New evidence collected from the eastern Shennongjia Forestry District of China’s Hubei Province suggests that the Earth was not completely frozen during the Marinoan Ice Age, 635 million years ago, as previously thought.
While the ice age, one of the most extreme in Earth’s history, created glaciers from pole to pole and persisted for 15 million years, new findings suggest that there were patches of open water in some of the shallow mid-latitude seas.
“We called this ice age ‘Snowball Earth,’” said Thomas Algeo, a professor of Geosciences at the University of Cincinnati’s College of Arts and Sciences. “We believed that Earth had frozen over entirely during this long ice age. But maybe it was more of a ‘Slushball Earth.’”
The study was published in the journal Nature Communications and led by Huyue Song from the China University of Geosciences, with contributions from researchers from the United Kingdom and the United States.
The researchers found benthic phototrophic macroalgae in black shale dating back more than 600 million years, which requires light from the sun to convert water and carbon dioxide into energy through photosynthesis. They conducted an isotopic analysis and found that habitable open-ocean conditions were more extensive than previously thought, extending into oceans that fall between the tropics and the polar regions and providing refuge for single-celled and multi-celled organisms during the waning stages of the Marinoan ice age.
“We present a new Snowball Earth model in which open waters existed in both low- and mid-latitude oceans,” said Song. “We found that the Marinoan glaciation was dynamic. There may have existed potential open-water conditions in the low and middle latitudes several times. In addition, these conditions in surface waters may have been more widespread and more sustainable than previously thought and may have allowed a rapid rebound of the biosphere after the Marinoan Snowball Earth.”
The study raises intriguing questions about other ice ages, particularly the second one during the Cryogenian Period that scientists also believe created near-total glaciation of the planet. Algeo speculates that multicellular organisms might have triggered these ice ages by removing carbon from the atmosphere, leading to carbon burial and the cooling of the Earth.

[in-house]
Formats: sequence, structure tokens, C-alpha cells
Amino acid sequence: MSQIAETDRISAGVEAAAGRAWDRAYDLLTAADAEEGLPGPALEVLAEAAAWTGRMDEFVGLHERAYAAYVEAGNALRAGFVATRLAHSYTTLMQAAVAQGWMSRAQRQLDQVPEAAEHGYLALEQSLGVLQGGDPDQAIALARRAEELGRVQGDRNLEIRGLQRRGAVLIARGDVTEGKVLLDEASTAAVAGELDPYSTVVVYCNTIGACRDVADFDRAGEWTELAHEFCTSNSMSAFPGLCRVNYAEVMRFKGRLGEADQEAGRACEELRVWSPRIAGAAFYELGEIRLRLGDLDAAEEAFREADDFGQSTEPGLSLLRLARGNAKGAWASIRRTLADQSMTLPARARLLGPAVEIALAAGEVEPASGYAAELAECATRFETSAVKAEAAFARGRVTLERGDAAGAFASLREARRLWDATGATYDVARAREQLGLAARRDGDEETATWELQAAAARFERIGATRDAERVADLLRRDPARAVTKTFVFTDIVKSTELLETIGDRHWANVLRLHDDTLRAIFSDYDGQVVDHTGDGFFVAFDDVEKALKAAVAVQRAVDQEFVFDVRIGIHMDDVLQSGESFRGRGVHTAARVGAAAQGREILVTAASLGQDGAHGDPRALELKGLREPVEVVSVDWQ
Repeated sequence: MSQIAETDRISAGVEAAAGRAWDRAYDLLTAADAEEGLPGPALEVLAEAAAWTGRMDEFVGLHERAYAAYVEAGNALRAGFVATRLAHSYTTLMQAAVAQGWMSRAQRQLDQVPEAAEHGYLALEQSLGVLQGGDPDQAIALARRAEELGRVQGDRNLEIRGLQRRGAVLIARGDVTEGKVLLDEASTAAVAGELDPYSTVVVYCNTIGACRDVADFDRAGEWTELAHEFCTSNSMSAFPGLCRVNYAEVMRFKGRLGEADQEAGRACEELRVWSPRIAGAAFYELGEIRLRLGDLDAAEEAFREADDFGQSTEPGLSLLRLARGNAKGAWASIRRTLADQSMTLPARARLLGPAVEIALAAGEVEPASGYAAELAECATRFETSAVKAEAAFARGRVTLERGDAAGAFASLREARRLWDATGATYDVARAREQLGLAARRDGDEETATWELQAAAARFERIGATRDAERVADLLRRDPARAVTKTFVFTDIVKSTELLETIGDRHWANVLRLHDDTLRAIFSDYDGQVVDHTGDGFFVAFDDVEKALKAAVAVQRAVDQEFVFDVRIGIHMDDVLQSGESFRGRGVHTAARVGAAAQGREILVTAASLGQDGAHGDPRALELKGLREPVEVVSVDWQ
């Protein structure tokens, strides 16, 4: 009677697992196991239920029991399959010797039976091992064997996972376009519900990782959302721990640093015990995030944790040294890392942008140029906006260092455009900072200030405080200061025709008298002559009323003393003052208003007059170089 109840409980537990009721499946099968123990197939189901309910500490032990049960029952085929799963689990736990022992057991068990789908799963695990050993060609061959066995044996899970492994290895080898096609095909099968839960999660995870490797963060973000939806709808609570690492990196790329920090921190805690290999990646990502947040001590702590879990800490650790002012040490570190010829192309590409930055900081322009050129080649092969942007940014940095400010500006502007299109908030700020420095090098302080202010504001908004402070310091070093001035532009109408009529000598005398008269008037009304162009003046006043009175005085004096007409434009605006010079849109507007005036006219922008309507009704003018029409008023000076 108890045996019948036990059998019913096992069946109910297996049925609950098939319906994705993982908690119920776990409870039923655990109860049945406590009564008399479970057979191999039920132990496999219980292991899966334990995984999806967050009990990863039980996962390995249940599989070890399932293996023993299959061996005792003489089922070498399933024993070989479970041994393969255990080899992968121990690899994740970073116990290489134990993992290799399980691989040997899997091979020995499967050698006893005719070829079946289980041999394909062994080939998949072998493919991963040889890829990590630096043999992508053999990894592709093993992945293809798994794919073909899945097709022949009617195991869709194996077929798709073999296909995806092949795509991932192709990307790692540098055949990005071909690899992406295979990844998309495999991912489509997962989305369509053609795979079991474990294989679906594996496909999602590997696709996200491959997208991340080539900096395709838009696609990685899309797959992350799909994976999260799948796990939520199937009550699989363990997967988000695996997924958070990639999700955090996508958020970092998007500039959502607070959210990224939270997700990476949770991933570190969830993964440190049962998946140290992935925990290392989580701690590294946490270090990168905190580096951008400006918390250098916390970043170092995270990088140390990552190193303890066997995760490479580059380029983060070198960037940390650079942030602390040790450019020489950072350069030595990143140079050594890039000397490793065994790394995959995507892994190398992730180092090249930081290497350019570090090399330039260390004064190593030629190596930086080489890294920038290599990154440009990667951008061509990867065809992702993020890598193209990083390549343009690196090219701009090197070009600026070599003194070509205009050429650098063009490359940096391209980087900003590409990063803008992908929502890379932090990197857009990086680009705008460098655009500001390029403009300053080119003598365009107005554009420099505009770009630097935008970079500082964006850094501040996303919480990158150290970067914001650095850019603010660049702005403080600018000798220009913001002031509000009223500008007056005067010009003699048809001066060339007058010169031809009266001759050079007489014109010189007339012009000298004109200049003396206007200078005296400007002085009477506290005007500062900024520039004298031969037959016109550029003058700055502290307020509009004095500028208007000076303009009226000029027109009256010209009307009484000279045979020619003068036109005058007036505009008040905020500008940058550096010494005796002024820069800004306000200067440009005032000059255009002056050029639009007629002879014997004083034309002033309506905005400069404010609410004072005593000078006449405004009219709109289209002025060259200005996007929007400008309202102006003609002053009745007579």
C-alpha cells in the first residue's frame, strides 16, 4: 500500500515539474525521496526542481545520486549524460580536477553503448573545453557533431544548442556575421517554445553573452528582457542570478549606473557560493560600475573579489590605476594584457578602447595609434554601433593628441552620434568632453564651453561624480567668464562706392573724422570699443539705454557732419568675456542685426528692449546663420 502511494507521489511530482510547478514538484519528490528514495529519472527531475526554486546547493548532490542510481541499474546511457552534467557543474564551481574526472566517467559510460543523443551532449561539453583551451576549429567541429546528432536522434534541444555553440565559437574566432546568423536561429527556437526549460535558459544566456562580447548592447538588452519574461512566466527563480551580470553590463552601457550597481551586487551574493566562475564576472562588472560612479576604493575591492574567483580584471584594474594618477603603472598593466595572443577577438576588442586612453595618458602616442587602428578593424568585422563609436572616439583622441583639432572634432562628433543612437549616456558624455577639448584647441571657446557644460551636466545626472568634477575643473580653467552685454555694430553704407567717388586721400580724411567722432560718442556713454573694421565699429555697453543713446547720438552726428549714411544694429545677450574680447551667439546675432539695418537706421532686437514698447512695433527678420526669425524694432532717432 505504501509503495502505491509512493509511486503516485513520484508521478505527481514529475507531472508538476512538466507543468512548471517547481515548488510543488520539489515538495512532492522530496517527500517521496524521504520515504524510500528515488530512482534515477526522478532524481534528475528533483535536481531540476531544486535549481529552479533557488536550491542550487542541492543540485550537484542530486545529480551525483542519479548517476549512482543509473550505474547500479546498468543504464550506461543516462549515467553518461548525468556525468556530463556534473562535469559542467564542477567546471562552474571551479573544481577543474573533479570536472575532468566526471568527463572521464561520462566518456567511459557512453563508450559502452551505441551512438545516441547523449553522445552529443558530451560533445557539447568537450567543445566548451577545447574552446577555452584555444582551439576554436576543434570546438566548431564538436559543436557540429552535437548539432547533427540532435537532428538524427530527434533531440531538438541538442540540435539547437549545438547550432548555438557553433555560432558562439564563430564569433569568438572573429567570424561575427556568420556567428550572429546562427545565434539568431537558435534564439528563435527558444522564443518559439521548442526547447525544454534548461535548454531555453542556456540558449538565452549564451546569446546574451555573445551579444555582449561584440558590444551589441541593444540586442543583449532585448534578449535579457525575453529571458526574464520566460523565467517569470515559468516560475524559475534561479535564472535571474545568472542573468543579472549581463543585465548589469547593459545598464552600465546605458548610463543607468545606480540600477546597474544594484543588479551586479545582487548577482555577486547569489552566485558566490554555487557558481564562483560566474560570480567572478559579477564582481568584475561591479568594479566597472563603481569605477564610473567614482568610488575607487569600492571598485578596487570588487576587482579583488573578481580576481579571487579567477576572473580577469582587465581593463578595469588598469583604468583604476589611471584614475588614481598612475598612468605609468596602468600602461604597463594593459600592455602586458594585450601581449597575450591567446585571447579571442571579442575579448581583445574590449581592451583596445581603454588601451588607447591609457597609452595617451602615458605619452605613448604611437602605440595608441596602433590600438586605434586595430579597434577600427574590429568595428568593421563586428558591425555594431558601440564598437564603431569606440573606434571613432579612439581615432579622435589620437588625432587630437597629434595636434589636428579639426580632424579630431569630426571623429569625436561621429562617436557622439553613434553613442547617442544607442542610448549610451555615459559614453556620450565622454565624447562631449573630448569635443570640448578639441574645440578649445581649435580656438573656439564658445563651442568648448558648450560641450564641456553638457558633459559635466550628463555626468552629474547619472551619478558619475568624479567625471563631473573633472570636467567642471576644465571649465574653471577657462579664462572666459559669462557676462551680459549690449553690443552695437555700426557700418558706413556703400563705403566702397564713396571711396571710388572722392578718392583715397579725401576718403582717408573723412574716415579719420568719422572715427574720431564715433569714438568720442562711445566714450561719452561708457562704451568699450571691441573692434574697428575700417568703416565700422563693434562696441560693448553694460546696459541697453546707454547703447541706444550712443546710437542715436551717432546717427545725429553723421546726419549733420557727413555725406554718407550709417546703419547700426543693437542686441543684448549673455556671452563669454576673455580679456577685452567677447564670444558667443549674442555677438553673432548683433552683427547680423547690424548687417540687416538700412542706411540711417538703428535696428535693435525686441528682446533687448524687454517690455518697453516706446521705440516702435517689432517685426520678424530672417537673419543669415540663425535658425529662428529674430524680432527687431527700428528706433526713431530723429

Today, humans are releasing carbon quickly in huge amounts, which is having a significant impact on global climate.
“One of the general take-home messages is how much the biosphere can influence the carbon cycle and climate,” Algeo said. “We know that carbon dioxide is one of the most important greenhouse gases. So we see how changes in the carbon cycle have an impact on the global climate.”
Paradoxically, the refuges of life in the open waters during the Marinoan Ice Age likely helped to warm the planet and end the ice age, as the algae in the water released carbon dioxide into the atmosphere over time, gradually thawing the glaciers.
The study was supported by grants from the National Natural Science Foundation of China and the China Geological Survey. The findings suggest that life can persist under extreme conditions, and it is crucial to understand the impact of the biosphere on the Earth’s climate.
Other theories about ‘Snowball Earth’
The Snowball Earth hypothesis is a theory that proposes that the Earth was once entirely covered in ice and snow for millions of years, possibly around 650 million years ago. The theory is based on geological evidence and is supported by various lines of evidence, including sedimentary deposits, glacial features, and isotope records.